Nowadays, it is a common scene to see everybody keeps his /her ear attached to a cell phone. Often, they are doing it at the risk of an accident, loss of human relationship or studies. Intimate friendships of our parents’ younger days are now lost and it is now reduced to an SMS or mobile talk. Keeping addresses of our intimates is now lost.
Writing letters is given up. Human relationship and mental concentration are now replaced by electronic connections. It is a fact that having a mobile phone now a days is a sort of necessity and it is an inevitable truth that mobile industry is taking everyone’s mind by a storm. From the very basic thing of making a call, texting, and now Internet access for just a touch of your fingertips.
Do you have one of these? I do have one of those too and I won’t deny the fact that I enjoy using them. So as one of the million subscribers of this technology I will share you some of the advantages and disadvantages I found, out of having a mobile phone. A mobile phone (also known as a cellular phone, cell phone, and a hand phone) is a device that can make and receive telephone calls over a radio link while moving around a wide geographic area. It does so by connecting to a cellular network provided by a mobile phone operator, allowing access to the public telephone network.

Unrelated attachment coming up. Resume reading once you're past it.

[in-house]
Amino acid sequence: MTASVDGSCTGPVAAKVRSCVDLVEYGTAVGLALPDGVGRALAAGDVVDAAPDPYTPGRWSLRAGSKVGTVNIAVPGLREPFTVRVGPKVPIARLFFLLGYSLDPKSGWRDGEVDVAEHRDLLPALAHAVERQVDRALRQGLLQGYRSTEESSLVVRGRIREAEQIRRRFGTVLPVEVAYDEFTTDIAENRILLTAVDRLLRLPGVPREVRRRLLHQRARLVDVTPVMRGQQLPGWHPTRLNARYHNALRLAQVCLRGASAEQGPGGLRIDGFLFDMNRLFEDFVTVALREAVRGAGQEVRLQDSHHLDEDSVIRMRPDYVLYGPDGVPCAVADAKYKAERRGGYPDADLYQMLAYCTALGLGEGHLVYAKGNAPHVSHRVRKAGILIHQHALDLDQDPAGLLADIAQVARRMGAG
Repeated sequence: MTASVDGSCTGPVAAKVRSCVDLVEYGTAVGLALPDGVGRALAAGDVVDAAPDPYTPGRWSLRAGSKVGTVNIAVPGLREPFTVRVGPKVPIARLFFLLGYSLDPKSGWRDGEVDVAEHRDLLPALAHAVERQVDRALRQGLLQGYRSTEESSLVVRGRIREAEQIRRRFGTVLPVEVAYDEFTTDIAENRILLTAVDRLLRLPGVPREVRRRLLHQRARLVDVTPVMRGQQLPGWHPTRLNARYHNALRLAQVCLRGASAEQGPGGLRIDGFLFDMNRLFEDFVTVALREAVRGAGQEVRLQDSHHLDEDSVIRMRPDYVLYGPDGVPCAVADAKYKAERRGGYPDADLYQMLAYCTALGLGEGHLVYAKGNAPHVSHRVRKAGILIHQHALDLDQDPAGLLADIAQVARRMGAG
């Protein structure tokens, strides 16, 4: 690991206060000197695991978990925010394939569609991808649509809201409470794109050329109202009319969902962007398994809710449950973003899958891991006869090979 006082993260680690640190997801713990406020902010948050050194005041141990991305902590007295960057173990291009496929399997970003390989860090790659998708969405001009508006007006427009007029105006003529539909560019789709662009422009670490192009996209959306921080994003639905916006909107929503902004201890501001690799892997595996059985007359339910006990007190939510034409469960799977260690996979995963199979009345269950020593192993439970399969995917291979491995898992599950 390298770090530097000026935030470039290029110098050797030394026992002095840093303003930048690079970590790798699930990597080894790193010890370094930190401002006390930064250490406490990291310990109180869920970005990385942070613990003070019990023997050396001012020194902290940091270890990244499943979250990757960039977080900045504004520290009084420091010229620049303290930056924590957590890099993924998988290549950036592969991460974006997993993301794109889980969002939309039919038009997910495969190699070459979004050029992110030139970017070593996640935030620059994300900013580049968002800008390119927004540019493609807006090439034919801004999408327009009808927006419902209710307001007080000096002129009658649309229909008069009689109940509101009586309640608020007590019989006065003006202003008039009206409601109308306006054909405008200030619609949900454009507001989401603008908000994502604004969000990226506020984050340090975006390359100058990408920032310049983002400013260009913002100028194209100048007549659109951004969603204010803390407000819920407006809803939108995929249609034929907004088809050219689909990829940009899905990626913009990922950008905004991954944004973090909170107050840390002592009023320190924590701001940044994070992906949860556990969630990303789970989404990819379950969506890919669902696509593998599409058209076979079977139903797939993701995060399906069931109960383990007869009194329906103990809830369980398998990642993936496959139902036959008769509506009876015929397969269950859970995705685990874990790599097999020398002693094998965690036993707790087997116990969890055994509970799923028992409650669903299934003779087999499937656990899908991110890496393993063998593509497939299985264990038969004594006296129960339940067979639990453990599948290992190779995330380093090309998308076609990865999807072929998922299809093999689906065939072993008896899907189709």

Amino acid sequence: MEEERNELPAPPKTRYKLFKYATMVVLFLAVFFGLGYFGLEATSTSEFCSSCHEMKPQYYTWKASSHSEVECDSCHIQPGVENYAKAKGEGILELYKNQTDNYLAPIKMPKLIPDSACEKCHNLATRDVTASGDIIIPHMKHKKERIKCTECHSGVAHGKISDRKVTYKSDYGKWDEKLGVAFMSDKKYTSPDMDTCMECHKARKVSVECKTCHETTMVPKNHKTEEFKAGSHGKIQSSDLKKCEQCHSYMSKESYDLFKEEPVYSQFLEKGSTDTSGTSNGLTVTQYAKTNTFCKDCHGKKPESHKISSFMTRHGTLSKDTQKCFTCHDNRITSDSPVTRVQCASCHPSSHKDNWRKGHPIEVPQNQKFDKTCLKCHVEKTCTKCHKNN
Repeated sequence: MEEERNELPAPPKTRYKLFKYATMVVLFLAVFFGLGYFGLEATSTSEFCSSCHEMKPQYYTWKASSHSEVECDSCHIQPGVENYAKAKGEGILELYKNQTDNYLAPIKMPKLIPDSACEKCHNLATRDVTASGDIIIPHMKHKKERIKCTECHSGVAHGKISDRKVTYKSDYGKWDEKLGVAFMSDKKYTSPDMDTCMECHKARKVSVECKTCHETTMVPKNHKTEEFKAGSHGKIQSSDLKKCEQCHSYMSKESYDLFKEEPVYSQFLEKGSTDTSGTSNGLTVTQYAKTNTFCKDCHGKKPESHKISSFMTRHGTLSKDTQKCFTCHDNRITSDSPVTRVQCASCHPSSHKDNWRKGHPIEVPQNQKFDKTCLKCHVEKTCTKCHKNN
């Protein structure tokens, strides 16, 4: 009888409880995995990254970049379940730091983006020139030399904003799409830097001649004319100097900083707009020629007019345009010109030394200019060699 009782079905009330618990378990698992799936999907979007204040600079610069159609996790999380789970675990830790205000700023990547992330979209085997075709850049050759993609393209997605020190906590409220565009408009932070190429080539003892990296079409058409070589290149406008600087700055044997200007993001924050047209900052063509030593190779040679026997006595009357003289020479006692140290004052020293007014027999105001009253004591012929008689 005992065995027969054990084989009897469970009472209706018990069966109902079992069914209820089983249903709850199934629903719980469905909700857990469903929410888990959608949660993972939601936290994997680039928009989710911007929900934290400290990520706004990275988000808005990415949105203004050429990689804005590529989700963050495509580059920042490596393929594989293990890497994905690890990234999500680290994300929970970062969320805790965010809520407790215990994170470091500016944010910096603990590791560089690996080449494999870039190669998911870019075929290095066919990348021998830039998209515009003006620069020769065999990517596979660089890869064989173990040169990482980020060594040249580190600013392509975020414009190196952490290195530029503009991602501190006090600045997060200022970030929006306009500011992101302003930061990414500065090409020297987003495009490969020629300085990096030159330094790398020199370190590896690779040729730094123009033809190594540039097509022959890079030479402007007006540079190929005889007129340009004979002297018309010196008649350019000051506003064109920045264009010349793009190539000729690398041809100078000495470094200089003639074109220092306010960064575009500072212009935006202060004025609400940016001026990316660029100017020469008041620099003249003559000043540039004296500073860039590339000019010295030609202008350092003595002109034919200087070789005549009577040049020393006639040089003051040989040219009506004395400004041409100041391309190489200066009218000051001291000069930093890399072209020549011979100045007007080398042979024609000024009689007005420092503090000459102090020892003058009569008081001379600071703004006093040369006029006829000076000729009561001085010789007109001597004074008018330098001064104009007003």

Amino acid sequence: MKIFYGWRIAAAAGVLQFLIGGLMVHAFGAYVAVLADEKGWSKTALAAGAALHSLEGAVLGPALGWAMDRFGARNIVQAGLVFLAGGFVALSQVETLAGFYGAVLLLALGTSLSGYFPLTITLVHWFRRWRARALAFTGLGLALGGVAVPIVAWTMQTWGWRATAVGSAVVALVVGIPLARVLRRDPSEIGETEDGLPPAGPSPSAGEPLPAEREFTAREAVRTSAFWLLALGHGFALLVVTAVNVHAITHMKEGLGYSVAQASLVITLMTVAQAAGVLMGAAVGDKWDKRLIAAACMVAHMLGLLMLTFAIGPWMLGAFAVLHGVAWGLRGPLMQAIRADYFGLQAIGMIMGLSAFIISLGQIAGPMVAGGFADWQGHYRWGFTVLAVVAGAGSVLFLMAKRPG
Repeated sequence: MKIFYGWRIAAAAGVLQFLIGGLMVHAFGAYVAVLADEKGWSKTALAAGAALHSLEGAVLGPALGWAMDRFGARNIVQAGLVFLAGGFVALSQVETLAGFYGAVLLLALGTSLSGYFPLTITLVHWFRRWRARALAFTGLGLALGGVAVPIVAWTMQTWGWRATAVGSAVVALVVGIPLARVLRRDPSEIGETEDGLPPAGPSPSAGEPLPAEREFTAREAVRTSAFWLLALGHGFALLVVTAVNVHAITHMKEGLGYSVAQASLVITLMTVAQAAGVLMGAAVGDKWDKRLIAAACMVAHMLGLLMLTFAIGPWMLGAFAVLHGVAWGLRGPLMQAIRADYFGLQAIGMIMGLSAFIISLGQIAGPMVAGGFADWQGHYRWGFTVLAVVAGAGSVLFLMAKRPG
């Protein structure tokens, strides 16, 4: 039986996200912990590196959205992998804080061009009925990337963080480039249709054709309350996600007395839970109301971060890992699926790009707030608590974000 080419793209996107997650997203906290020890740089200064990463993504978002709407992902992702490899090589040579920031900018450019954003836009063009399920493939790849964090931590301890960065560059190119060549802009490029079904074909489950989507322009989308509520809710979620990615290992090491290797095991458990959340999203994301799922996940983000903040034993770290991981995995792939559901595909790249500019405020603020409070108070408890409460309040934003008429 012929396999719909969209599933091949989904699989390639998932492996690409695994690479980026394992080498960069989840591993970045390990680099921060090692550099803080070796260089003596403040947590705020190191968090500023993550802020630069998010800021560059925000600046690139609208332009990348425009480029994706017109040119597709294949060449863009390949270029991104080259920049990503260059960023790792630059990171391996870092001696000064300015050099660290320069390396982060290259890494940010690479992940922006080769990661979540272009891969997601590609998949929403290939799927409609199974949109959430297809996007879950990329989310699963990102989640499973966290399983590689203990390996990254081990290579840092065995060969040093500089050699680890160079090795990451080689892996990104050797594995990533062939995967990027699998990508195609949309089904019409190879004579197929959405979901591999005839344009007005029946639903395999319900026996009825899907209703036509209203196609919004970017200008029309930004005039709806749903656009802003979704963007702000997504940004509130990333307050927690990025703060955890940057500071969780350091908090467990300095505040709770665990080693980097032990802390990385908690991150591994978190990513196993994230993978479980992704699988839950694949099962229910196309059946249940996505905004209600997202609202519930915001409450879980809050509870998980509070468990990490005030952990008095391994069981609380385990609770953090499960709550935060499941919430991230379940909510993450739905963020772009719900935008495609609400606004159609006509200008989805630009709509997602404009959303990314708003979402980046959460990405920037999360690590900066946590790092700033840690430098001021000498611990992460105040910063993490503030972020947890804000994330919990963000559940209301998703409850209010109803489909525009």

By contrast, a cordless telephone is used only within the short range of a single, private base station. In addition to telephone, modern mobile phones also support a wide variety of other services such as text messaging, MMS, email, Internet access, short-range wireless communications (infrared, Bluetooth), business applications, gaming and photography. Mobile phones that offer these and more general computing capabilities are referred to as smartphones.
The first hand-held mobile phone was demonstrated by John F. Mitchell and Dr Martin Cooper of Motorola in 1973, using a handset weighing around 2.2 pounds (1 kg). In 1983, the DynaTAC 8000x was the first to be commercially available. From 1990 to 2011, worldwide mobile phone subscriptions grew from 12.4 million to over 6 billion, penetrating about 87% of the global population and reaching the bottom of the economic pyramid.